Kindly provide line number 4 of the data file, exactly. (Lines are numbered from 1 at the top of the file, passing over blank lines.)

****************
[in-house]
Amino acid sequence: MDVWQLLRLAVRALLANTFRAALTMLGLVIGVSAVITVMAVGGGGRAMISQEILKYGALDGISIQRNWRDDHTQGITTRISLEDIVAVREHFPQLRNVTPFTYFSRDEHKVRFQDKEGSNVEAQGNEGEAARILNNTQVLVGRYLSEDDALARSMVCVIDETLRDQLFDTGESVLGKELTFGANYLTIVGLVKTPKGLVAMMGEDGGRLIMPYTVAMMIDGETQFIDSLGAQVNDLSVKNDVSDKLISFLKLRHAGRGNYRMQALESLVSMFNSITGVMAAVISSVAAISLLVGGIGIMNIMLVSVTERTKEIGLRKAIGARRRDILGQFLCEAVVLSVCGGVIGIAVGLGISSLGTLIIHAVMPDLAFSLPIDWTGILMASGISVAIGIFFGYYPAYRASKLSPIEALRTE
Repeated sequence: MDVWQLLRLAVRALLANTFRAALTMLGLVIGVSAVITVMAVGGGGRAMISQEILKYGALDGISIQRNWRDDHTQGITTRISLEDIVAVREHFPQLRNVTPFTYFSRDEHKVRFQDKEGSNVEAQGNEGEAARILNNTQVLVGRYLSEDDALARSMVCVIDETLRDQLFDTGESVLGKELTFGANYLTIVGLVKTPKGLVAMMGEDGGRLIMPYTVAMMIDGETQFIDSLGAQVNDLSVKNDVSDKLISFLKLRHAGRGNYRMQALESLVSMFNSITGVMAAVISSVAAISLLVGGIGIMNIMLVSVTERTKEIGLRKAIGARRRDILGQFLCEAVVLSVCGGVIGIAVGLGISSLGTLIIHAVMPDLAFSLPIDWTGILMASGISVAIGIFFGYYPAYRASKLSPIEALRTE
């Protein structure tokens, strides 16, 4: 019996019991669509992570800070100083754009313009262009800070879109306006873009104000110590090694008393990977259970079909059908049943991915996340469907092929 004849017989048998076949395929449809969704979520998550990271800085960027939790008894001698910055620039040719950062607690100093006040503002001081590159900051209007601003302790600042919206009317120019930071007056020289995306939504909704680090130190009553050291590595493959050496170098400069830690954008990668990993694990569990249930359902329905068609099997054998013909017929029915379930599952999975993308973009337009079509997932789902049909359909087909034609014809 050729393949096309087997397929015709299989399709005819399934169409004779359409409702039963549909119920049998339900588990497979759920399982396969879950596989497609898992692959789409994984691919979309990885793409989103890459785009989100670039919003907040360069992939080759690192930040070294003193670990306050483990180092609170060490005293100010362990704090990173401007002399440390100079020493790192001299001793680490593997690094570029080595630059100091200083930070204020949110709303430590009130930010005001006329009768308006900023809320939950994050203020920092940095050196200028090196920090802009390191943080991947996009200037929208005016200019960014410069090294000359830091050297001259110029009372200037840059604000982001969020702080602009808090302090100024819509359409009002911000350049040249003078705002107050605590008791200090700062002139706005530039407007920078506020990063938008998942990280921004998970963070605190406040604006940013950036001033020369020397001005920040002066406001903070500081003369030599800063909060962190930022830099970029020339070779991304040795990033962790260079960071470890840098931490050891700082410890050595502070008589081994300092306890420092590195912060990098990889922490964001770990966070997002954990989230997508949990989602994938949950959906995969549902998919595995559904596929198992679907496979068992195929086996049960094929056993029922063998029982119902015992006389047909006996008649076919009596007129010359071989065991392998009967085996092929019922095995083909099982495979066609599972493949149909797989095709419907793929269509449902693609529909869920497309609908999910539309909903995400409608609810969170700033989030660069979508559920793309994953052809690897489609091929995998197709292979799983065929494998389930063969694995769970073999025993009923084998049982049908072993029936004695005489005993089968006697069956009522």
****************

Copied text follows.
């Protein structure tokens, strides 16, 4: 019996019991669509992570800070100083754009313009262009800070879109306006873009104000110590090694008393990977259970079909059908049943991915996340469907092929 004849017989048998076949395929449809969704979520998550990271800085960027939790008894001698910055620039040719950062607690100093006040503002001081590159900051209007601003302790600042919206009317120019930071007056020289995306939504909704680090130190009553050291590595493959050496170098400069830690954008990668990993694990569990249930359902329905068609099997054998013909017929029915379930599952999975993308973009337009079509997932789902049909359909087909034609014809 050729393949096309087997397929015709299989399709005819399934169409004779359409409702039963549909119920049998339900588990497979759920399982396969879950596989497609898992692959789409994984691919979309990885793409989103890459785009989100670039919003907040360069992939080759690192930040070294003193670990306050483990180092609170060490005293100010362990704090990173401007002399440390100079020493790192001299001793680490593997690094570029080595630059100091200083930070204020949110709303430590009130930010005001006329009768308006900023809320939950994050203020920092940095050196200028090196920090802009390191943080991947996009200037929208005016200019960014410069090294000359830091050297001259110029009372200037840059604000982001969020702080602009808090302090100024819509359409009002911000350049040249003078705002107050605590008791200090700062002139706005530039407007920078506020990063938008998942990280921004998970963070605190406040604006940013950036001033020369020397001005920040002066406001903070500081003369030599800063909060962190930022830099970029020339070779991304040795990033962790260079960071470890840098931490050891700082410890050595502070008589081994300092306890420092590195912060990098990889922490964001770990966070997002954990989230997508949990989602994938949950959906995969549902998919595995559904596929198992679907496979068992195929086996049960094929056993029922063998029982119902015992006389047909006996008649076919009596007129010359071989065991392998009967085996092929019922095995083909099982495979066609599972493949149909797989095709419907793929269509449902693609529909869920497309609908999910539309909903995400409608609810969170700033989030660069979508559920793309994953052809690897489609091929995998197709292979799983065929494998389930063969694995769970073999025993009923084998049982049908072993029936004695005489005993089968006697069956009522």